Slavery existed for years before it took root in modern America. Egyptian Kings and Roman Empires owned slaves whom they subjected to harsh conditions (Angeles, 2013). Slaves in Rome were used as gladiators to entertain the citizens (Angeles, 2013). In America, slavery began in 1619 when A Dutch ship set shore in Virginia carrying twenty African American slaves (Finkelman, 2012). What followed was an influx of slaves in the colonies with the South taking full advantage due to the demand for workers in the plantations. This case study critically analyzes slavery differentiating between African and European slaves, showing its evolution between 1642 and 1705 and how slaves were regarded as properties.
Slavery in Africa was different from that in Europe. In Africa slaves were a result of war when prisoners of war were captured. Slavery in Africa was also due to unpaid debts by an individual (Angeles, 2013). The debtor would be forced into slavery until the debt owed was fully repaid. European slavery was mainly as a result of slave trade. Africa started selling slaves to European countries. Africa was the main source of slaves who were sold in thousands at a cheap price (Angeles, 2013). American colonies were a ready market for slaves who were bought to work mostly in the south where agricultural activities flourished. However, the conditions for slaves in Europe was harsher than that in Africa. European slaves had no rights and slavery was inheritable (Sambol-Tosco, 2004). The inheritance of slavery meant that children of slaves were automatically slaves. Slaves in America for instance were not allowed to marry since marriage was considered a contract which slaves could not be part of (Sambol-Tosco, 2004). Slavery in Europe changed into racism especially in American colonies where the vast majority of slaves constituted of Blacks (Sambol-Tosco, 2004).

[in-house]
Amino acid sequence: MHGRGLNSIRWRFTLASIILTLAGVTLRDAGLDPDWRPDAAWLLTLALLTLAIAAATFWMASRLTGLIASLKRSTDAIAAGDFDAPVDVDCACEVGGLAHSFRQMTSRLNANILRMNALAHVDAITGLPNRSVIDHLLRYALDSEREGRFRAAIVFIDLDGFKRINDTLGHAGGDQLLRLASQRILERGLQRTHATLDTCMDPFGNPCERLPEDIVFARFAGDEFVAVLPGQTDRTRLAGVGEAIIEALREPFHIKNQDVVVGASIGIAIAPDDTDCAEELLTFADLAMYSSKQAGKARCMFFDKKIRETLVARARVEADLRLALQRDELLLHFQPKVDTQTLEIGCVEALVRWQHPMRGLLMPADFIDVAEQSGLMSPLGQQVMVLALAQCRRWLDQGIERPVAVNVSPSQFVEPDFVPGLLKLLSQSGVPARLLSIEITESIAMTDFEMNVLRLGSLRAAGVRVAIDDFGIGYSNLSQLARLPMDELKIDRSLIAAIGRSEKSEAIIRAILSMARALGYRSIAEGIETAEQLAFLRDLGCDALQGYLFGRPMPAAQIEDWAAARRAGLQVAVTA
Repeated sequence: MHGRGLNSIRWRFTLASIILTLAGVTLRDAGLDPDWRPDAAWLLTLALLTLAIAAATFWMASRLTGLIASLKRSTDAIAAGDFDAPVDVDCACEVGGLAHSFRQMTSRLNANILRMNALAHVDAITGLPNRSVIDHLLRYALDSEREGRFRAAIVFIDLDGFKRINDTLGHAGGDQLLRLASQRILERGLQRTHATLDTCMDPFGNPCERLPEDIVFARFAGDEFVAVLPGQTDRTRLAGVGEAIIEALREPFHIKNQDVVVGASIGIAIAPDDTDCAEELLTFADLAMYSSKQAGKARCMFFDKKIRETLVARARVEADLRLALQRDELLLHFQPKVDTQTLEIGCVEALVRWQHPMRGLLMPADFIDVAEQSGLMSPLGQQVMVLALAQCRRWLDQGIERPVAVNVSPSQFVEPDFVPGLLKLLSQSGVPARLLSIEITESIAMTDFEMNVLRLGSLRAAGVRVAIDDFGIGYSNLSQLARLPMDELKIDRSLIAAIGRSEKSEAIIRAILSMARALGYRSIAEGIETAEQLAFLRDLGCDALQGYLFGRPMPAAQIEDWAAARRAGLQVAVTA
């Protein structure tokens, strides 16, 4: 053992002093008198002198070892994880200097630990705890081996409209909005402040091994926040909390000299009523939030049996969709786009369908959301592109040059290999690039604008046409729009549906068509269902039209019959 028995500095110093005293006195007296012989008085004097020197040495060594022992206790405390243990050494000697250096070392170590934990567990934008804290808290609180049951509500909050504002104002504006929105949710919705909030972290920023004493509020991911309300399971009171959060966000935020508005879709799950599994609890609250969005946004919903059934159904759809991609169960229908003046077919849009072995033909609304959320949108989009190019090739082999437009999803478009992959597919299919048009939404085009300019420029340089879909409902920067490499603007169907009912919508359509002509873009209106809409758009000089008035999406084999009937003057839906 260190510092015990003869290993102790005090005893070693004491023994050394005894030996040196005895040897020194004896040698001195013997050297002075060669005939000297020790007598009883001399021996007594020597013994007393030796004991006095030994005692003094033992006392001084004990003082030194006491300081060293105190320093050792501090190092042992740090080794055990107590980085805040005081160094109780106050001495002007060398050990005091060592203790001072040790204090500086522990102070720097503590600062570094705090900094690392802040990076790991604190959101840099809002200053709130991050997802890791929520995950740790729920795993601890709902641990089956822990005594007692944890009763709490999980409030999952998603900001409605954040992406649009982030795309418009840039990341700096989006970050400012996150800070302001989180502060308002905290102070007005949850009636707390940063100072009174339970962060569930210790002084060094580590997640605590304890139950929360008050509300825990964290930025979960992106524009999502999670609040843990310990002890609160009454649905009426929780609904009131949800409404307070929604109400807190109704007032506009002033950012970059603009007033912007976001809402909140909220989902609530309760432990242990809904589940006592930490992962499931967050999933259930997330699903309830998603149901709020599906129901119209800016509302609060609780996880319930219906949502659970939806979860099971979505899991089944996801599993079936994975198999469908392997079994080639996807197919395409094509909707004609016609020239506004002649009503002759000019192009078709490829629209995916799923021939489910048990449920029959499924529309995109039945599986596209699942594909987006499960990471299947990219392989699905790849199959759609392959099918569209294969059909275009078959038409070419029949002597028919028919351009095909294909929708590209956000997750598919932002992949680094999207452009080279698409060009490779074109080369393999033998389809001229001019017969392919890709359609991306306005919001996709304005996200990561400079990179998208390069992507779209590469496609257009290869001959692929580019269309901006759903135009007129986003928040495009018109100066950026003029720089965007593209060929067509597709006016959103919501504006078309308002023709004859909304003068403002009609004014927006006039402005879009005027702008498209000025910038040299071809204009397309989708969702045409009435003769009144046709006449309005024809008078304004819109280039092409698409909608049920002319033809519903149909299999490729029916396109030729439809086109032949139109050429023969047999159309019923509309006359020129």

Slaves in American colonies were owned by masters. This ownership meant that the masters had complete control over the slaves (Sambol-Tosco, 2004). The slaves were considered as properties of the masters. The masters bought slaves at a fee and could resell them which showed how they were treated as properties. Upon the death of the Master, the slaves would be recaptured and sold underlining their tag as property rather than persons. Slaves were considered as a source of wealth. The Burgesses for instance treated African slaves as property and tithes were charged on them (Finkelman, 2012). The tithing of slaves showed their treatment as properties. Slaves did not have any rights and their lives depended on their masters. For instance, slaves could not marry and masters often separated members of the same family (Sambol-Tosco, 2004). Fathers were sent to work in plantations, mothers took care of the children of their masters while children would be raised separately. Young pretty girls would be sold as prostitutes and the money collected by the masters (Finkelman, 2012). To add onto this, slaves were not eligible for wages.